Inclusion Through Access: Discipleship in Love

Each month, we post a series of blogs around a common topic. This month, Rev. Ken D. Fuquay is curating a series featuring an eclectic group of voices responding to the question, “Does church matter? And if it matters, how, and if it does not, why?” Some of the voices speak from the center of the PC(USA); others stand on the periphery. One or two of the voices come from other denominations while some speak to us from the wilderness and barren places. “To every age, Christ dies anew and is resurrected within the imagination of humans.” These voices are stirring up that imagination in their own way. May your imagination be stirred as you consider their insight. We invite you to join the conversation on Facebook and Twitter!

by Brett Foote

Ever since I was welcomed into the Presbyterian Church (USA) as a 5th grader I have encountered the words “inclusion” and “inclusive”… a lot. As someone who has a brother affected by a cognitive disability and a mom who struggles with addiction and mental illness, these words meant good news and hope for my family. However, as I committed myself to studying the disciplines of disability studies, disability theology, and ministry with people with disabilities, I discovered these words were actually lacking depth. A colleague and friend, JJ Flag, who happens to have been born with cerebral palsy and requires a wheelchair to get around, shared this story with me recently and I believe it is illuminating.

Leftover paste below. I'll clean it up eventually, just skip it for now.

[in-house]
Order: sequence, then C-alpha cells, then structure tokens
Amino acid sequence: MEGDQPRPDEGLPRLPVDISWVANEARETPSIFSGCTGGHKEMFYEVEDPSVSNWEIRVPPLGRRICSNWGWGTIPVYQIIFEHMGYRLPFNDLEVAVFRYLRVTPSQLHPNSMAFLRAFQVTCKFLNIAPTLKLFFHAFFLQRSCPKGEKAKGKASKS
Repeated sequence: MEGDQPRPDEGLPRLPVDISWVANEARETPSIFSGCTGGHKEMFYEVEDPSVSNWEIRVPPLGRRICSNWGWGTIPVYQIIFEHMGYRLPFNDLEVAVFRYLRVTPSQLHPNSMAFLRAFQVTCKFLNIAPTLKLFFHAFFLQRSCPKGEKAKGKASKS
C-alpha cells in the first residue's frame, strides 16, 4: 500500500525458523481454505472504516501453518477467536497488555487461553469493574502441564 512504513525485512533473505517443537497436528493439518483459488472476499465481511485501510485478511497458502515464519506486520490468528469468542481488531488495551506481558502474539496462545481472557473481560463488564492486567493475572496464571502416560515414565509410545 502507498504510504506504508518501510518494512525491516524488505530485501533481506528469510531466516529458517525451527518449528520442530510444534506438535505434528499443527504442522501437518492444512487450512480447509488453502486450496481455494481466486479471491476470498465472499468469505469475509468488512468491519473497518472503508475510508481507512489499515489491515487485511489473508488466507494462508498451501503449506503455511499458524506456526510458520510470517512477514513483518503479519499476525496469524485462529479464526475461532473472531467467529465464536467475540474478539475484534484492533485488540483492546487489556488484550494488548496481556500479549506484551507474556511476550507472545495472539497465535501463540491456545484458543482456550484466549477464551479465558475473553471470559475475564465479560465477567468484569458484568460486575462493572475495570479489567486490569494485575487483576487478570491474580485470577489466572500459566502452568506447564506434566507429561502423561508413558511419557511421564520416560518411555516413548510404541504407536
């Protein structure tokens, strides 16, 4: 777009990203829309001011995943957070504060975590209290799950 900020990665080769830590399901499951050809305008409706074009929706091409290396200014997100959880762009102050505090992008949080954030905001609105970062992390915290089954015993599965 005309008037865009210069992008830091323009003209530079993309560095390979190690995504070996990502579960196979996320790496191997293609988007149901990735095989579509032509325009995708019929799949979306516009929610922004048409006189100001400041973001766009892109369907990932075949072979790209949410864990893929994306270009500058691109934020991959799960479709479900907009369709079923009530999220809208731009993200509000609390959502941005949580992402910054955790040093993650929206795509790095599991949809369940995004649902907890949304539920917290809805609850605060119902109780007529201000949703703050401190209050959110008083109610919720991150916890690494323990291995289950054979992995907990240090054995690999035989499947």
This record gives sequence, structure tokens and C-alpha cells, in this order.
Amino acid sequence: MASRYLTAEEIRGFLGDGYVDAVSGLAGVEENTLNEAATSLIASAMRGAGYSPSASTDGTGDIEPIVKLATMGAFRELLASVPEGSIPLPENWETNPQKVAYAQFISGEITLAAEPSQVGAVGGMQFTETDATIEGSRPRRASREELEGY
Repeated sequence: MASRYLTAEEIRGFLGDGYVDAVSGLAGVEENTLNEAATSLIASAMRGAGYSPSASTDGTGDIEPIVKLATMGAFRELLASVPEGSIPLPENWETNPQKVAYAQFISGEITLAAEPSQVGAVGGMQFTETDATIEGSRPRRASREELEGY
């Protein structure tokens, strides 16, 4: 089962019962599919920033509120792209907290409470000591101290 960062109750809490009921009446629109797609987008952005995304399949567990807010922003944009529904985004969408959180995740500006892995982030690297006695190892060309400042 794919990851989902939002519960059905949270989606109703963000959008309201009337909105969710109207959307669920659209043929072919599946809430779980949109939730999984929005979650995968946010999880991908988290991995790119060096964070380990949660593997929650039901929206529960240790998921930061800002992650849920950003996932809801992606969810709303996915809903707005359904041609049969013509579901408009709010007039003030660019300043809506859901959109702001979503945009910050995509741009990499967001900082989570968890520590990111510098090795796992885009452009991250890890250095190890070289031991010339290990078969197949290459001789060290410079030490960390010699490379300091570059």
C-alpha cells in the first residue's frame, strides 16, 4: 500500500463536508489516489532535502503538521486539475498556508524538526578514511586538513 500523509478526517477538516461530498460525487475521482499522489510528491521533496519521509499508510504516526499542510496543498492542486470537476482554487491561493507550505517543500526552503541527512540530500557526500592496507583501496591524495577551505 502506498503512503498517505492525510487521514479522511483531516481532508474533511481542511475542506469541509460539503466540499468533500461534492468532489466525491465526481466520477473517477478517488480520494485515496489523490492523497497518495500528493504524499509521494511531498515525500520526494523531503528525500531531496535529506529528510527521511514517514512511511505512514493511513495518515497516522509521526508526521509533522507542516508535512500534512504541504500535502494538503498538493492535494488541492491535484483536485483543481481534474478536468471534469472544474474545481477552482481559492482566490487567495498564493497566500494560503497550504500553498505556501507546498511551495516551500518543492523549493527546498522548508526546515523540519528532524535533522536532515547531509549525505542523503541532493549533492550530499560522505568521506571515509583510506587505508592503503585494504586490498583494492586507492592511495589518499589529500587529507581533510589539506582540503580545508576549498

JJ shared that growing up in his local church, there was no way for him to access the sanctuary for services because all of the ways into the sanctuary required stairs. Therefore, every Sunday he would get carried into the sanctuary by family or church members. This went on for a long time until one Sunday he noticed that they finally installed an elevator in the church. JJ was quite relieved to see the elevator, as in his mind, a barrier had been removed from in front of him to access the church. The worship space became accessible and therefore inclusive of him and his body. However, the pastor shared that JJ was more than welcome to use the elevator to get around but the reason they purchased the elevator wasn’t to include JJ. The congregation was an aging one so instead, the elevators purpose was to help alleviate the burden on their older members from the moving of coffins before and after funeral services.